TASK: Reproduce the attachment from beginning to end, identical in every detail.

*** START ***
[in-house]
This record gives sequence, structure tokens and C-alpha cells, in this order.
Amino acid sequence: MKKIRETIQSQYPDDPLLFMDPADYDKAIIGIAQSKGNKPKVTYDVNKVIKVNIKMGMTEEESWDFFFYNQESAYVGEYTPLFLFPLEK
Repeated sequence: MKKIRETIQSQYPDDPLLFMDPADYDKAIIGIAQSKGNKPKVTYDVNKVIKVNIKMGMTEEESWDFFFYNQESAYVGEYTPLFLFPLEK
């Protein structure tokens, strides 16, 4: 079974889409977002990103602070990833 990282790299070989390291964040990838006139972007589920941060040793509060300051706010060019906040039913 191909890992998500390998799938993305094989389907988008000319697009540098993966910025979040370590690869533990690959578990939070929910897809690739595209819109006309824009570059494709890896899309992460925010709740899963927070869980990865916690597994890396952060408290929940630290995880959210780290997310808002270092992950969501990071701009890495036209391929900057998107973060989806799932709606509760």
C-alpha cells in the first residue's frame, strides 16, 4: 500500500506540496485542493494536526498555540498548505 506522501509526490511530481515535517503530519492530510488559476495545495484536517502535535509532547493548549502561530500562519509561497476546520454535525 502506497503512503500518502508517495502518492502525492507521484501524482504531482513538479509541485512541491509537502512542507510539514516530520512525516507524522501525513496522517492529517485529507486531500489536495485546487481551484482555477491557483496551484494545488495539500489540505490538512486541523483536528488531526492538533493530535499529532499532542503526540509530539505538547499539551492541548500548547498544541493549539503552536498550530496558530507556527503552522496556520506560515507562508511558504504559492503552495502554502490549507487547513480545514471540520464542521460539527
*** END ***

[in-house]
This record gives sequence, structure tokens and C-alpha cells, in this order.
Amino acid sequence: MKKIRETIQSQYPDDPLLFMDPADYDKAIIGIAQSKGNKPKVTYDVNKVIKVNIKMGMTEEESWDFFFYNQESAYVGEYTPLFLFPLEK
Repeated sequence: MKKIRETIQSQYPDDPLLFMDPADYDKAIIGIAQSKGNKPKVTYDVNKVIKVNIKMGMTEEESWDFFFYNQESAYVGEYTPLFLFPLEK
């Protein structure tokens, strides 16, 4: 079974889409977002990103602070990833 990282790299070989390291964040990838006139972007589920941060040793509060300051706010060019906040039913 191909890992998500390998799938993305094989389907988008000319697009540098993966910025979040370590690869533990690959578990939070929910897809690739595209819109006309824009570059494709890896899309992460925010709740899963927070869980990865916690597994890396952060408290929940630290995880959210780290997310808002270092992950969501990071701009890495036209391929900057998107973060989806799932709606509760």
C-alpha cells in the first residue's frame, strides 16, 4: 500500500506540496485542493494536526498555540498548505 506522501509526490511530481515535517503530519492530510488559476495545495484536517502535535509532547493548549502561530500562519509561497476546520454535525 502506497503512503500518502508517495502518492502525492507521484501524482504531482513538479509541485512541491509537502512542507510539514516530520512525516507524522501525513496522517492529517485529507486531500489536495485546487481551484482555477491557483496551484494545488495539500489540505490538512486541523483536528488531526492538533493530535499529532499532542503526540509530539505538547499539551492541548500548547498544541493549539503552536498550530496558530507556527503552522496556520506560515507562508511558504504559492503552495502554502490549507487547513480545514471540520464542521460539527